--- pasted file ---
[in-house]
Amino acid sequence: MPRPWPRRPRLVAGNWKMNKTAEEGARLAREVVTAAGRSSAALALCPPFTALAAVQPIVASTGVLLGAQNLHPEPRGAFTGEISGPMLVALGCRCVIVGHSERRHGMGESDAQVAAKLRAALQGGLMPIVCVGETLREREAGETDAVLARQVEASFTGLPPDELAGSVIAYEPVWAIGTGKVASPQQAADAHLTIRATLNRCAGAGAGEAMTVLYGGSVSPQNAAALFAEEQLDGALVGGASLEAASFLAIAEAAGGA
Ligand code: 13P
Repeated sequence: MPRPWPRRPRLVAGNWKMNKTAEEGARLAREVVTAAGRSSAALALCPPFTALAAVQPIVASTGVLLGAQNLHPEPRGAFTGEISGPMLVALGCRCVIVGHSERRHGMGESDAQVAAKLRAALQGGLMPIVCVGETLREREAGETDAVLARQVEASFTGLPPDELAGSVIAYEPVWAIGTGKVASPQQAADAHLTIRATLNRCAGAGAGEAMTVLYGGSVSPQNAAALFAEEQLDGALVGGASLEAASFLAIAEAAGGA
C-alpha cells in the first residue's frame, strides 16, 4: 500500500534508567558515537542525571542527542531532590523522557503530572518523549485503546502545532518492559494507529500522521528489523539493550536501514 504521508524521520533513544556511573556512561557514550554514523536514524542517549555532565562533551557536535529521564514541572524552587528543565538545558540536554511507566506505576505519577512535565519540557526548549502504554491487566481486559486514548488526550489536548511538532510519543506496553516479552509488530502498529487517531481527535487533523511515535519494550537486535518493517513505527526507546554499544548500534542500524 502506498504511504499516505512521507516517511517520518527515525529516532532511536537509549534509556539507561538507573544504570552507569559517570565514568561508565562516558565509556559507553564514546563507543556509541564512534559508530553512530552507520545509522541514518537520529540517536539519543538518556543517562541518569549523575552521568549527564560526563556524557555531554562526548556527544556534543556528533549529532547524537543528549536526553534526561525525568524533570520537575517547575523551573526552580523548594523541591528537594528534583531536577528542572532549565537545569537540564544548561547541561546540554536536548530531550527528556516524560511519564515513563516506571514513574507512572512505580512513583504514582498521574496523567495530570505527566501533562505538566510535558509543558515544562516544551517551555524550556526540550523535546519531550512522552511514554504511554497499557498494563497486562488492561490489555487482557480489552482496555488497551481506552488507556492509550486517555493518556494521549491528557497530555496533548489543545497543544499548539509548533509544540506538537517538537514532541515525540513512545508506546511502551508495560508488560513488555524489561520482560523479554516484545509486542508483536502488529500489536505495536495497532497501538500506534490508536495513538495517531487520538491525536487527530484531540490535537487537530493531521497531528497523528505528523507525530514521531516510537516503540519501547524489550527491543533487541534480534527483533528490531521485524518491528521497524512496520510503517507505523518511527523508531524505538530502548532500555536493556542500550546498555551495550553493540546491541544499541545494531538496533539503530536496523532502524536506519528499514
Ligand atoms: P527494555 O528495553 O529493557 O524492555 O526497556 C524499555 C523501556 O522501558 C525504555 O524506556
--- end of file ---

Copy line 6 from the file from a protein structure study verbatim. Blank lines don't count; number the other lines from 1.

Ligand atoms: P527494555 O528495553 O529493557 O524492555 O526497556 C524499555 C523501556 O522501558 C525504555 O524506556